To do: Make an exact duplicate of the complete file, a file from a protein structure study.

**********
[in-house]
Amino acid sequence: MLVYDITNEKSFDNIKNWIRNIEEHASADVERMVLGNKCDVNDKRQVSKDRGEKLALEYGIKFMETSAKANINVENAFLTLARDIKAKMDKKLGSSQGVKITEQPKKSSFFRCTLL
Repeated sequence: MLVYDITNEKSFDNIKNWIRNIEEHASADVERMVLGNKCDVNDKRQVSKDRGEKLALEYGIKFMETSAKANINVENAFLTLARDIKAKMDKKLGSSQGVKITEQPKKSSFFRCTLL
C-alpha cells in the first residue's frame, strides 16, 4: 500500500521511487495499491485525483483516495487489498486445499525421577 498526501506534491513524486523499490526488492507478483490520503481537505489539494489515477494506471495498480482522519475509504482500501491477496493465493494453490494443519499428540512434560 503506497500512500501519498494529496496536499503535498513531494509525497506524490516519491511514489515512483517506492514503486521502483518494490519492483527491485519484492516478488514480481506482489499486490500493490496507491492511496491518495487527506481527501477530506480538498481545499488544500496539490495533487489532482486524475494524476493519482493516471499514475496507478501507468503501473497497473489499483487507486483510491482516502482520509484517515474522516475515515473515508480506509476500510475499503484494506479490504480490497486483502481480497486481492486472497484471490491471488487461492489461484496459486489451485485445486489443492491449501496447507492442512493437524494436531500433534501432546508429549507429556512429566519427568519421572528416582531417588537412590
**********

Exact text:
[in-house]
Amino acid sequence: MLVYDITNEKSFDNIKNWIRNIEEHASADVERMVLGNKCDVNDKRQVSKDRGEKLALEYGIKFMETSAKANINVENAFLTLARDIKAKMDKKLGSSQGVKITEQPKKSSFFRCTLL
Repeated sequence: MLVYDITNEKSFDNIKNWIRNIEEHASADVERMVLGNKCDVNDKRQVSKDRGEKLALEYGIKFMETSAKANINVENAFLTLARDIKAKMDKKLGSSQGVKITEQPKKSSFFRCTLL
C-alpha cells in the first residue's frame, strides 16, 4: 500500500521511487495499491485525483483516495487489498486445499525421577 498526501506534491513524486523499490526488492507478483490520503481537505489539494489515477494506471495498480482522519475509504482500501491477496493465493494453490494443519499428540512434560 503506497500512500501519498494529496496536499503535498513531494509525497506524490516519491511514489515512483517506492514503486521502483518494490519492483527491485519484492516478488514480481506482489499486490500493490496507491492511496491518495487527506481527501477530506480538498481545499488544500496539490495533487489532482486524475494524476493519482493516471499514475496507478501507468503501473497497473489499483487507486483510491482516502482520509484517515474522516475515515473515508480506509476500510475499503484494506479490504480490497486483502481480497486481492486472497484471490491471488487461492489461484496459486489451485485445486489443492491449501496447507492442512493437524494436531500433534501432546508429549507429556512429566519427568519421572528416582531417588537412590